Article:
At some point, everything stops falling. Sometimes things hit bottom with a bone-crunching thud and just lie there in a heap. Sometimes they bounce back up at least part of the way. The U.S. housing market is in the latter camp.
While it's unlikely that U.S. home prices will return at any time soon to the highs of the bubble years, some local markets are showing resiliency. Even more encouraging, the forecast in numerous regions across the country is for a healthy recovery by 2014.
While four years may seem too distant to offer many U.S. homeowners much reassurance, the outlook could be worse. Taking into consideration such factors as employment, foreclosure rates, income growth, demographic trends, and construction costs, Moody's Economy.com and Brookfield (Wisc.)-based financial services industry information firm Fiserv (FISV) estimate that by 2014, U.S. home prices will be 7.2 percent above 2010 levels, with the strongest growth in the Pacific Northwest.
In the short term, the waning impact of the first-time homebuyer tax credit and increasing foreclosure activity will keep the housing market anemic in most places. Fiserv and Moody's expect U.S. home prices to decline a further 4 percent before reaching a trough early next year, by which time prices will have fallen 32.9 percent from the peak levels of 2006.
promising gains—as some markets drop
"Prices have been falling for four to five years now," says David Stiff, Fiserv's chief economist. "Hopefully the labor market will be making more steady improvements by next year."
Already housing has shown some subtle signs of stabilization. In the first quarter, U.S. single-family home prices rose an average of 2 percent year-on-year—the first national gain since 2006—according to the Fiserv Case-Shiller Indexes. The trend is promising, with the increase driven by homebuyer tax credits and gains in such traditionally strong markets as San Francisco and Washington, D.C. says Fiserv. Still, prices in already battered markets continued to fall: Detroit, Las Vegas, and many Florida markets experienced double-digit drops.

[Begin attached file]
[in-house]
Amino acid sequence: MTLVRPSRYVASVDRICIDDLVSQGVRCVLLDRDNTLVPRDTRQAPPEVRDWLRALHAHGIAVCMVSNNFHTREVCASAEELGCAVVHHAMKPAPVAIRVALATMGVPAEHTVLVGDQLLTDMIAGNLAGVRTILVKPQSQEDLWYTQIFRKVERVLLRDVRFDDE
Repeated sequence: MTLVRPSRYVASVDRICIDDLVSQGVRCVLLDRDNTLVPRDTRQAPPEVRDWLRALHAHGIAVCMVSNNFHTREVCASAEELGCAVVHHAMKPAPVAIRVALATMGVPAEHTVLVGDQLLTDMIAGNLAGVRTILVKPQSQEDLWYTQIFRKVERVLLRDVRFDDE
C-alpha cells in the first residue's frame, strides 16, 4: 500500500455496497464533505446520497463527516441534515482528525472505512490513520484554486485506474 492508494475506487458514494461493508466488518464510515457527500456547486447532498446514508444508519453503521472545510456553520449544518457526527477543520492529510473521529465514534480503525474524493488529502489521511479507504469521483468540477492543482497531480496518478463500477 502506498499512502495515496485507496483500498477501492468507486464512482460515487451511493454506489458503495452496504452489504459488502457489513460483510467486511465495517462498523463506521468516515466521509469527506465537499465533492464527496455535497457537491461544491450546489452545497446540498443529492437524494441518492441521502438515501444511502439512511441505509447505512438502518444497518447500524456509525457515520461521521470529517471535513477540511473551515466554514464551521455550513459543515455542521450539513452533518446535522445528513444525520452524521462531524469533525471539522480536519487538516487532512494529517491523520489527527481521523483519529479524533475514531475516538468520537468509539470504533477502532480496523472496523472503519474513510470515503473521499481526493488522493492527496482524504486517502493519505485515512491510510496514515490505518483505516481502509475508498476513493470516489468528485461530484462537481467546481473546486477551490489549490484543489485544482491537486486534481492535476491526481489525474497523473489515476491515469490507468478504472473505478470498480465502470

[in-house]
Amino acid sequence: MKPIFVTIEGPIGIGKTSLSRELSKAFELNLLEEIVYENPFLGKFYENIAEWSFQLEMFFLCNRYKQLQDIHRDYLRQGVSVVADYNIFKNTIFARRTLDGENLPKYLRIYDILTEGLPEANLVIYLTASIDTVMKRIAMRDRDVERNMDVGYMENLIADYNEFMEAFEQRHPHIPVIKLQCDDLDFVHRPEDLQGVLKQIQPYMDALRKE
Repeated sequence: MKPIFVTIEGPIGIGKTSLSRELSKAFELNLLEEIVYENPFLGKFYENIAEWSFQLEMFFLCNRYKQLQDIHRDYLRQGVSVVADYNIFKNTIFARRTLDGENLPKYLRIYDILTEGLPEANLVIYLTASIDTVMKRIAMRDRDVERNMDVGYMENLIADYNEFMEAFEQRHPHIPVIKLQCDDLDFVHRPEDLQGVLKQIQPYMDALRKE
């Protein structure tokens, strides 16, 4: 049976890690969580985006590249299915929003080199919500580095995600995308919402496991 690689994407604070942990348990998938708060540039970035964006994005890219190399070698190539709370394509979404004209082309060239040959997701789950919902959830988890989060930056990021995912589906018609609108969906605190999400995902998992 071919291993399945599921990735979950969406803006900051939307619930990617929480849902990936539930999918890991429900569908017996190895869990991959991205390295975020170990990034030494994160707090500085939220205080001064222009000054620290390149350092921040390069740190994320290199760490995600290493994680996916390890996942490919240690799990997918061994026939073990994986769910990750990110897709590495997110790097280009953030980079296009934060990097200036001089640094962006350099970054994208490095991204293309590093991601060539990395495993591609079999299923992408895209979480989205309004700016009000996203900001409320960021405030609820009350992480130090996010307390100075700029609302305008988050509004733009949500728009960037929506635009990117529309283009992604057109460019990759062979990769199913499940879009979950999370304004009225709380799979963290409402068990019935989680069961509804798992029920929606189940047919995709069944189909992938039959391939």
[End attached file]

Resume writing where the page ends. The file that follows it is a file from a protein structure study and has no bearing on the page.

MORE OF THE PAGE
Stiff says he expects to see home prices bounce up and down near their lows for the next two to three years, especially in the markets that experienced the largest price bubbles.
The most robust market in the forecast is Washington State's Bremerton-Silverdale area, a quiet naval community across the Puget Sound from Seattle. Home sales and new construction in the area have slowed in 2010, but Fiserv and Moody's Economy.com expect prices there to shoot up by a total of 44.7 percent over the next four years—9.7 percent annually—the highest forecast among 384 metropolitan statistical areas surveyed nationwide. Price levels have fallen about 21 percent from 2007 peak levels, according to the Fiserv Case-Shiller Indexes.
Bremerton-Silverdale: Less distress
One factor setting Bremerton-Silverdale apart has been a stronger economy than the rest of the U.S., says Stiff. The unemployment rate in the area is 7.2 percent, compared to 9.5 percent nationally, according to June data from the U.S. Bureau of Labor Statistics. Bremerton's military demographic has helped to sustain employment. The Naval Base Kitsap and the Puget Sound Naval Shipyard provide numerous local jobs, says Ken LeMay, a real estate broker in Kitsap County, which includes the Bremerton-Silverdale area.